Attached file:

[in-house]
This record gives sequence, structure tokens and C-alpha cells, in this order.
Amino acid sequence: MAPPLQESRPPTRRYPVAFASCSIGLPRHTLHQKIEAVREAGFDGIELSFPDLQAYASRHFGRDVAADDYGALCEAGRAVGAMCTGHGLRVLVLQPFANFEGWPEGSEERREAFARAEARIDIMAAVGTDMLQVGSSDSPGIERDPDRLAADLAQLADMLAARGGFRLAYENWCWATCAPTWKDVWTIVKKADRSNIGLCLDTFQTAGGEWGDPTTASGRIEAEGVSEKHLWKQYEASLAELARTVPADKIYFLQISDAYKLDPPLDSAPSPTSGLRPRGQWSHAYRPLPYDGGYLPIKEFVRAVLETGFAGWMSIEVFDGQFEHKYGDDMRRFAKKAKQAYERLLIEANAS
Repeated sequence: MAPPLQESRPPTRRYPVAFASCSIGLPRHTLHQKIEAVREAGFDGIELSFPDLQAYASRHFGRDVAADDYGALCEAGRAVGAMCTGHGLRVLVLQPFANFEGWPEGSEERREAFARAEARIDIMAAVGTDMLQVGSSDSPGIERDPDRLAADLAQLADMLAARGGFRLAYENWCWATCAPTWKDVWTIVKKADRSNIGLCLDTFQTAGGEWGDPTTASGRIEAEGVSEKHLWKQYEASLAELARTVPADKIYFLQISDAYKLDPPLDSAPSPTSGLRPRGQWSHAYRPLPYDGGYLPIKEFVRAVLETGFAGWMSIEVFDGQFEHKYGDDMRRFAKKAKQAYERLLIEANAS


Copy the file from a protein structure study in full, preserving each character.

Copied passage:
[in-house]
This record gives sequence, structure tokens and C-alpha cells, in this order.
Amino acid sequence: MAPPLQESRPPTRRYPVAFASCSIGLPRHTLHQKIEAVREAGFDGIELSFPDLQAYASRHFGRDVAADDYGALCEAGRAVGAMCTGHGLRVLVLQPFANFEGWPEGSEERREAFARAEARIDIMAAVGTDMLQVGSSDSPGIERDPDRLAADLAQLADMLAARGGFRLAYENWCWATCAPTWKDVWTIVKKADRSNIGLCLDTFQTAGGEWGDPTTASGRIEAEGVSEKHLWKQYEASLAELARTVPADKIYFLQISDAYKLDPPLDSAPSPTSGLRPRGQWSHAYRPLPYDGGYLPIKEFVRAVLETGFAGWMSIEVFDGQFEHKYGDDMRRFAKKAKQAYERLLIEANAS
Repeated sequence: MAPPLQESRPPTRRYPVAFASCSIGLPRHTLHQKIEAVREAGFDGIELSFPDLQAYASRHFGRDVAADDYGALCEAGRAVGAMCTGHGLRVLVLQPFANFEGWPEGSEERREAFARAEARIDIMAAVGTDMLQVGSSDSPGIERDPDRLAADLAQLADMLAARGGFRLAYENWCWATCAPTWKDVWTIVKKADRSNIGLCLDTFQTAGGEWGDPTTASGRIEAEGVSEKHLWKQYEASLAELARTVPADKIYFLQISDAYKLDPPLDSAPSPTSGLRPRGQWSHAYRPLPYDGGYLPIKEFVRAVLETGFAGWMSIEVFDGQFEHKYGDDMRRFAKKAKQAYERLLIEANAS